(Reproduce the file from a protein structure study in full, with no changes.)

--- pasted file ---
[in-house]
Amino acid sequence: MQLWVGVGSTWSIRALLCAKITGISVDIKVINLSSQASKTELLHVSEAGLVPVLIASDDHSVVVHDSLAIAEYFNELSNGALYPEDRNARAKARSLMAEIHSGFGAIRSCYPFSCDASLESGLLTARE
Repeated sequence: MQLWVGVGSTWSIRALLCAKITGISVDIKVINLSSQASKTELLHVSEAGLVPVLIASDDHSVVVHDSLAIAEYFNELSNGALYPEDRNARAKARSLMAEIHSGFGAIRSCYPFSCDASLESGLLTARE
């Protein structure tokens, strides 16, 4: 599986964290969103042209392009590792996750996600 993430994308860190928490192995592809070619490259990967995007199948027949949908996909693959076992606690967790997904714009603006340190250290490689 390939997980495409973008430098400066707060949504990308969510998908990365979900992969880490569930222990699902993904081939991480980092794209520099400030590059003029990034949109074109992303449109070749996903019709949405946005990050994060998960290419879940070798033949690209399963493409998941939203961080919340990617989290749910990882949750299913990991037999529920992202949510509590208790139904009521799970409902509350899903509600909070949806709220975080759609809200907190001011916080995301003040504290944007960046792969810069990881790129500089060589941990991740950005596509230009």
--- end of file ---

[in-house]
Amino acid sequence: MQLWVGVGSTWSIRALLCAKITGISVDIKVINLSSQASKTELLHVSEAGLVPVLIASDDHSVVVHDSLAIAEYFNELSNGALYPEDRNARAKARSLMAEIHSGFGAIRSCYPFSCDASLESGLLTARE
Repeated sequence: MQLWVGVGSTWSIRALLCAKITGISVDIKVINLSSQASKTELLHVSEAGLVPVLIASDDHSVVVHDSLAIAEYFNELSNGALYPEDRNARAKARSLMAEIHSGFGAIRSCYPFSCDASLESGLLTARE
């Protein structure tokens, strides 16, 4: 599986964290969103042209392009590792996750996600 993430994308860190928490192995592809070619490259990967995007199948027949949908996909693959076992606690967790997904714009603006340190250290490689 390939997980495409973008430098400066707060949504990308969510998908990365979900992969880490569930222990699902993904081939991480980092794209520099400030590059003029990034949109074109992303449109070749996903019709949405946005990050994060998960290419879940070798033949690209399963493409998941939203961080919340990617989290749910990882949750299913990991037999529920992202949510509590208790139904009521799970409902509350899903509600909070949806709220975080759609809200907190001011916080995301003040504290944007960046792969810069990881790129500089060589941990991740950005596509230009």